Gun Control Now

We must act to stop more tragedies like the one in Newtown, Connecticut

President Barack Obama
Alex Wong/Getty Images
President Barack Obama makes a statement in response to the elementary school shooting in Connecticut at the White House in Washington, DC on December 14th, 2012.
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A gun massacre at a Newtown, Connecticut elementary school has left more than two dozen dead, most of them children. President Obama today offered us tears and a vague promise for "meaningful action." Yet he is the leader of a Democratic Party that has, with extreme cowardice, abandoned gun control to duck a fight with the National Rifle Association and its members.

A gunman puts a bullet in the brain of a Democratic congressman, Gabrielle Giffords, and nothing changes. A madman murders young people in a crowded theater in Aurora, Colorado, and nothing changes. Sikh worshippers in Oak Creek, Wisconsin and Christmas shoppers in Portland, Oregon become casualties and nothing happens. Our children are now being slaughtered as a result of a political calculation.

This must change. It must change today. The president can call on Congress, tomorrow, to renew the assault weapons ban as a necessary but insufficient first step toward ending this madness.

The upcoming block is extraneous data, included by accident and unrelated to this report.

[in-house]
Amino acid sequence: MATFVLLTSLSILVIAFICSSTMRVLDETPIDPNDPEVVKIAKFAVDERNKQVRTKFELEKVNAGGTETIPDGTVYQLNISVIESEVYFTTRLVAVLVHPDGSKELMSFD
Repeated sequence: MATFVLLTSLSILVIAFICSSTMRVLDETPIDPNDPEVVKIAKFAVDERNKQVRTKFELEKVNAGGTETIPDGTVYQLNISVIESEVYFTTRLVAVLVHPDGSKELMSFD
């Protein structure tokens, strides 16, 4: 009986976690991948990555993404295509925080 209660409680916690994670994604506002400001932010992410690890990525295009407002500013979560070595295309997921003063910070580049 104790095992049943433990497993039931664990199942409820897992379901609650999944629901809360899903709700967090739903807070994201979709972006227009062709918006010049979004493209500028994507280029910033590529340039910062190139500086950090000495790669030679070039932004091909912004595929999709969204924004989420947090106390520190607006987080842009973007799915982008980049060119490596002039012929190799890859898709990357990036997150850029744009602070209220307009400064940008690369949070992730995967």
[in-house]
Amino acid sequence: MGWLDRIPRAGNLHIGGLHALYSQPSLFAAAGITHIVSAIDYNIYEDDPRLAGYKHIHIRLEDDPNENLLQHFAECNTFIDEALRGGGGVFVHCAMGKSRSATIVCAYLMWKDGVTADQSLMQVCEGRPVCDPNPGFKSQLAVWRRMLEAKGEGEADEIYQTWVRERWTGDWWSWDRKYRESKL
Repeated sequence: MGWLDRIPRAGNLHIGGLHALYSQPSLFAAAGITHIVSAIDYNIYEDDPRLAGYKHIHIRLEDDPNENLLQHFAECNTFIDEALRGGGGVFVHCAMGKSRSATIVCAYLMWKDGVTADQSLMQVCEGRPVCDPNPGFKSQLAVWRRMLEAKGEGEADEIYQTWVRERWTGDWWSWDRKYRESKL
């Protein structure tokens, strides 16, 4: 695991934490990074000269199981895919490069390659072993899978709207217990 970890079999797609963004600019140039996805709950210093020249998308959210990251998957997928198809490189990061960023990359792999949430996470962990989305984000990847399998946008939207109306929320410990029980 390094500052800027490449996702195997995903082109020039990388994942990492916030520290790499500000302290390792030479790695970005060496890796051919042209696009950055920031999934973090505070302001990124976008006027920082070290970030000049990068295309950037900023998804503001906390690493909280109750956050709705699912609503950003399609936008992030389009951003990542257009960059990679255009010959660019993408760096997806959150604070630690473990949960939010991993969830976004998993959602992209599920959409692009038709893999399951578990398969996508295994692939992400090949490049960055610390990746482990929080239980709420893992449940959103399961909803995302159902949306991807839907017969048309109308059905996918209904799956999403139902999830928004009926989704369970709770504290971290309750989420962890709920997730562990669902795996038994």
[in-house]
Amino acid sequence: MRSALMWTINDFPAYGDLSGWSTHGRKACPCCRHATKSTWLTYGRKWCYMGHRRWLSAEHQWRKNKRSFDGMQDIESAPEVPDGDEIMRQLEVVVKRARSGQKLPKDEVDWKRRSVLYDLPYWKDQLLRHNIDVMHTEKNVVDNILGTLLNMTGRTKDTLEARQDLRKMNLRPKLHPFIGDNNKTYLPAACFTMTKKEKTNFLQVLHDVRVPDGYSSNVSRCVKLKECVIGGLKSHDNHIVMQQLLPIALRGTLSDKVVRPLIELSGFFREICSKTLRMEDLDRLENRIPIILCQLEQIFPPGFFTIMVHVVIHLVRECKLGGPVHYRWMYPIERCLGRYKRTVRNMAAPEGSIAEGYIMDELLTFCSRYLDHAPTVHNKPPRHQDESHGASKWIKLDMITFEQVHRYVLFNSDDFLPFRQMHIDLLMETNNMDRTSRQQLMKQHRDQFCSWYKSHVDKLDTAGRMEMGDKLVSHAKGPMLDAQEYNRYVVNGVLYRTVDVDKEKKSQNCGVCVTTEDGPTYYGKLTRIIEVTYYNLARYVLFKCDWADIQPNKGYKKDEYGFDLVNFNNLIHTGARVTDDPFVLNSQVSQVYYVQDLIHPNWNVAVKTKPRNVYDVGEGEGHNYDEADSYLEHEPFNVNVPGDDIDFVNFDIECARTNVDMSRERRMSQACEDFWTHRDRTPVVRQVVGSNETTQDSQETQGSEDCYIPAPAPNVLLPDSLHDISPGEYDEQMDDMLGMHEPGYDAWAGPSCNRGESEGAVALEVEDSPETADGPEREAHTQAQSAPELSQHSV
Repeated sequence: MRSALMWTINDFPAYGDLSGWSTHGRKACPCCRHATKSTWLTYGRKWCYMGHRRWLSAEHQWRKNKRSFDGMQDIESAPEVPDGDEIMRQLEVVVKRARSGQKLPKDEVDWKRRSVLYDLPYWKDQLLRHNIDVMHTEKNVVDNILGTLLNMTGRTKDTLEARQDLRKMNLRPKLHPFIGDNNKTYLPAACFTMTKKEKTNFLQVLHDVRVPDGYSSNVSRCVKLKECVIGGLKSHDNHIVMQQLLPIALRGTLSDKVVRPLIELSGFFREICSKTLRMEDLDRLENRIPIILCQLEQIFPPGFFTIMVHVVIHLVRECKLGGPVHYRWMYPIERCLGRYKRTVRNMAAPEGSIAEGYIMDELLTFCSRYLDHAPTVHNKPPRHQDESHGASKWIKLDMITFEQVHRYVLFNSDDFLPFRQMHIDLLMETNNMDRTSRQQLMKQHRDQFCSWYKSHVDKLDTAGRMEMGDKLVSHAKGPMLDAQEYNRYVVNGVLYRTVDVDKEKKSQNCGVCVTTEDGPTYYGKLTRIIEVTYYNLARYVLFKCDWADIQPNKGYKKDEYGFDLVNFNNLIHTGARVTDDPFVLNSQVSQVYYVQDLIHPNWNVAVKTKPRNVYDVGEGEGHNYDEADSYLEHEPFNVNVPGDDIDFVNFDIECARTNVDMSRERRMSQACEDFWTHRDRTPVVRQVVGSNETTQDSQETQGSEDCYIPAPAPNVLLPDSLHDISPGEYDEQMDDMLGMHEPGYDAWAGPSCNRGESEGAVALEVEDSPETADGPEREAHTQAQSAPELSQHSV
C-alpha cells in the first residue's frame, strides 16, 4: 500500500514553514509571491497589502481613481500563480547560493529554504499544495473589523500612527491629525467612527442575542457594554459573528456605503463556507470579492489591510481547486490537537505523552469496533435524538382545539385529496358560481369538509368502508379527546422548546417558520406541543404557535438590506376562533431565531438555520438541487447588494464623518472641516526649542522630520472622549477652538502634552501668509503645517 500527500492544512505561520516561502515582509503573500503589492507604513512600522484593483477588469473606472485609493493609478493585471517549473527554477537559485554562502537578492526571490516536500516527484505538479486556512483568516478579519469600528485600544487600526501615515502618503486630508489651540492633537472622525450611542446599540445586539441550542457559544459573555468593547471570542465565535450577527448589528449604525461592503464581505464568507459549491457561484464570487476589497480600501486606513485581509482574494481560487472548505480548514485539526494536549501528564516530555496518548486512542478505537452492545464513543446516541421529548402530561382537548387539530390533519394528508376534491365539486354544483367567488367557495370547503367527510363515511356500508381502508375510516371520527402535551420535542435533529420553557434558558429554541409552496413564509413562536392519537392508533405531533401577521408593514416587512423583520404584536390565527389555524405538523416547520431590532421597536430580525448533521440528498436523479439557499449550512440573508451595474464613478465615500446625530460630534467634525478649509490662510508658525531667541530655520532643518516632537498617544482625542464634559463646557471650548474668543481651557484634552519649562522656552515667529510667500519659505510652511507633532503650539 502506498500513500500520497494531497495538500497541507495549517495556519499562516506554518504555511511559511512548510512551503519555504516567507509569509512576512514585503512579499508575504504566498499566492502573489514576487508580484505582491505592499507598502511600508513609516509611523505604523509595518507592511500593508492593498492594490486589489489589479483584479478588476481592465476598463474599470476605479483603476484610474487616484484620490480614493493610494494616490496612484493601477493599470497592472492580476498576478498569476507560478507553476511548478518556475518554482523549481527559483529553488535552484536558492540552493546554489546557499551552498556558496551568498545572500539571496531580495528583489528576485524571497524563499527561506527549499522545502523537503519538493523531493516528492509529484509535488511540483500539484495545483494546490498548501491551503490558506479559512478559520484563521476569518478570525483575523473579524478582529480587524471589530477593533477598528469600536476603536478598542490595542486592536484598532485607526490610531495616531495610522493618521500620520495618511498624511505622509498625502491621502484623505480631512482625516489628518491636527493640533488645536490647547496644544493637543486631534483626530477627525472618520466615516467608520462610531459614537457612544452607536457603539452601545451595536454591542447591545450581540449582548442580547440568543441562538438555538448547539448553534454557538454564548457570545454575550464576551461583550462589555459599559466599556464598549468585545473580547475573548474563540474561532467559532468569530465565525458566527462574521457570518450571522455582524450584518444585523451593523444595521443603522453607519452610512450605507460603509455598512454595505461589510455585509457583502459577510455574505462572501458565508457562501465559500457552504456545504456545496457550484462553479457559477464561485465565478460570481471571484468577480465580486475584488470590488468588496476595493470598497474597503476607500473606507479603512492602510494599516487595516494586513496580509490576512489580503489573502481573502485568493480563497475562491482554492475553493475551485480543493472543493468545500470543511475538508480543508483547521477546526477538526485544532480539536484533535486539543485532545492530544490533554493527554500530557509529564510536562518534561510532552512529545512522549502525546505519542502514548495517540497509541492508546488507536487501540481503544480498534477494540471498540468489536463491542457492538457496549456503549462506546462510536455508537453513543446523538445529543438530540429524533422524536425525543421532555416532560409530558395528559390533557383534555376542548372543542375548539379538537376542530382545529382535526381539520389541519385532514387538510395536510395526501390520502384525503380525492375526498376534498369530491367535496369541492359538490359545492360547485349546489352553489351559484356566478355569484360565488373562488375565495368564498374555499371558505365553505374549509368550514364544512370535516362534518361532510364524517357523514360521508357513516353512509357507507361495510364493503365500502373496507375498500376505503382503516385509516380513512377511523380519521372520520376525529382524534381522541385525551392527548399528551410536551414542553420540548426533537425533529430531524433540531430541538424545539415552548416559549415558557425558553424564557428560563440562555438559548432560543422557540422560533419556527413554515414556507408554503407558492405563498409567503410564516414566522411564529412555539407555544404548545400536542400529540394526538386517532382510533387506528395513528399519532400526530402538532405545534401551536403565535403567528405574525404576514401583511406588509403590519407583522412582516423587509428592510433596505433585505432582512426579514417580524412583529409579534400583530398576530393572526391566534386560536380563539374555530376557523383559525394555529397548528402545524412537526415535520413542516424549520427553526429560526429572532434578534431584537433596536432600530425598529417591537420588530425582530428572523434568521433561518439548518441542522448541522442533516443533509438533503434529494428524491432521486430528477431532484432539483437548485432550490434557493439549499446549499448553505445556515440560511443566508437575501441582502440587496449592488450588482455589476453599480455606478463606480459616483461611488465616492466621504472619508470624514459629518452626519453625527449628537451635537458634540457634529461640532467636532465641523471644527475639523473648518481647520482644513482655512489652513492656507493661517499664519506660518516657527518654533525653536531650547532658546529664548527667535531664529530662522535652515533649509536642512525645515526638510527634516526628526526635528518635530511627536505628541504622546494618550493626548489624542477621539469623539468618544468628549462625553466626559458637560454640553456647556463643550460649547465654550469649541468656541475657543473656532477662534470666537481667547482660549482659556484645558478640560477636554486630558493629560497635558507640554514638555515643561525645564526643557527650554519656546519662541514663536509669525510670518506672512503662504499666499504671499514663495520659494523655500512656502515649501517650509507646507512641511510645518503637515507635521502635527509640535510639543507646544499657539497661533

I am heartened that at least one nationally prominent politician has the guts to say what elected Democrats have decided they cannot: Thank you, New York City Mayor Michael Bloomberg, for this clarion call to action:

With all the carnage from gun violence in our country, it's still almost impossible to believe that a mass shooting in a kindergarten class could happen. It has come to that. Not even kindergarteners learning their ABC's are safe. We heard after Columbine that it was too soon to talk about gun laws. We heard it after Virginia Tech. After Tucson and Aurora and Oak Creek. And now we are hearing it again. For every day we wait, 34 more people are murdered with guns. Today, many of them were five-year-olds. President Obama rightly sent his heartfelt condolences to the families in Newtown. But the country needs him to send a bill to Congress to fix this problem. Calling for 'meaningful action' is not enough. We need immediate action. We have heard all the rhetoric before. What we have not seen is leadership – not from the White House and not from Congress. That must end today. This is a national tragedy and it demands a national response. My deepest sympathies are with the families of all those affected, and my determination to stop this madness is stronger than ever.

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